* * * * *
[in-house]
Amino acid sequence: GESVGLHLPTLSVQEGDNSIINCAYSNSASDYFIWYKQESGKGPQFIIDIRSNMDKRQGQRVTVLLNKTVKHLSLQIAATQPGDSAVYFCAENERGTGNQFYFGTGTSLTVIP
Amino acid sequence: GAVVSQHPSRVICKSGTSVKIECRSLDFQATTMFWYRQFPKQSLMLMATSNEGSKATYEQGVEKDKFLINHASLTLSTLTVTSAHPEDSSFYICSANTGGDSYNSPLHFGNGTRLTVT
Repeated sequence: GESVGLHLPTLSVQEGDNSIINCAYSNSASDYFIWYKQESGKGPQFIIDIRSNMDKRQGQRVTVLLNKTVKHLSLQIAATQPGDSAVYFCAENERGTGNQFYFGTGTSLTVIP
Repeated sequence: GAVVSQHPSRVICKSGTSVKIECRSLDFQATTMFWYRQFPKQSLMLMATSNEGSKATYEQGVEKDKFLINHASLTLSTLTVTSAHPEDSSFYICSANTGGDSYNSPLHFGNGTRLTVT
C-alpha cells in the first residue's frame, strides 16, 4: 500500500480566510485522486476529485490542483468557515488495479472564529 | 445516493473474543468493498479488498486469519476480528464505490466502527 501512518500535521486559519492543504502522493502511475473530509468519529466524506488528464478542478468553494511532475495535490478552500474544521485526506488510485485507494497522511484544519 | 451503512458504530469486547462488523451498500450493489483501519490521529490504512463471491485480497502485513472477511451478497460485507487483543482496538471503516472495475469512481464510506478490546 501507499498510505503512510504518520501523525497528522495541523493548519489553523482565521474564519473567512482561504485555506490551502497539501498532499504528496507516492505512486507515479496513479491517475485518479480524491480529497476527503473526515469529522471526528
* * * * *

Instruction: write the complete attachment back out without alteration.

[in-house]
Amino acid sequence: GESVGLHLPTLSVQEGDNSIINCAYSNSASDYFIWYKQESGKGPQFIIDIRSNMDKRQGQRVTVLLNKTVKHLSLQIAATQPGDSAVYFCAENERGTGNQFYFGTGTSLTVIP
Amino acid sequence: GAVVSQHPSRVICKSGTSVKIECRSLDFQATTMFWYRQFPKQSLMLMATSNEGSKATYEQGVEKDKFLINHASLTLSTLTVTSAHPEDSSFYICSANTGGDSYNSPLHFGNGTRLTVT
Repeated sequence: GESVGLHLPTLSVQEGDNSIINCAYSNSASDYFIWYKQESGKGPQFIIDIRSNMDKRQGQRVTVLLNKTVKHLSLQIAATQPGDSAVYFCAENERGTGNQFYFGTGTSLTVIP
Repeated sequence: GAVVSQHPSRVICKSGTSVKIECRSLDFQATTMFWYRQFPKQSLMLMATSNEGSKATYEQGVEKDKFLINHASLTLSTLTVTSAHPEDSSFYICSANTGGDSYNSPLHFGNGTRLTVT
C-alpha cells in the first residue's frame, strides 16, 4: 500500500480566510485522486476529485490542483468557515488495479472564529 | 445516493473474543468493498479488498486469519476480528464505490466502527 501512518500535521486559519492543504502522493502511475473530509468519529466524506488528464478542478468553494511532475495535490478552500474544521485526506488510485485507494497522511484544519 | 451503512458504530469486547462488523451498500450493489483501519490521529490504512463471491485480497502485513472477511451478497460485507487483543482496538471503516472495475469512481464510506478490546 501507499498510505503512510504518520501523525497528522495541523493548519489553523482565521474564519473567512482561504485555506490551502497539501498532499504528496507516492505512486507515479496513479491517475485518479480524491480529497476527503473526515469529522471526528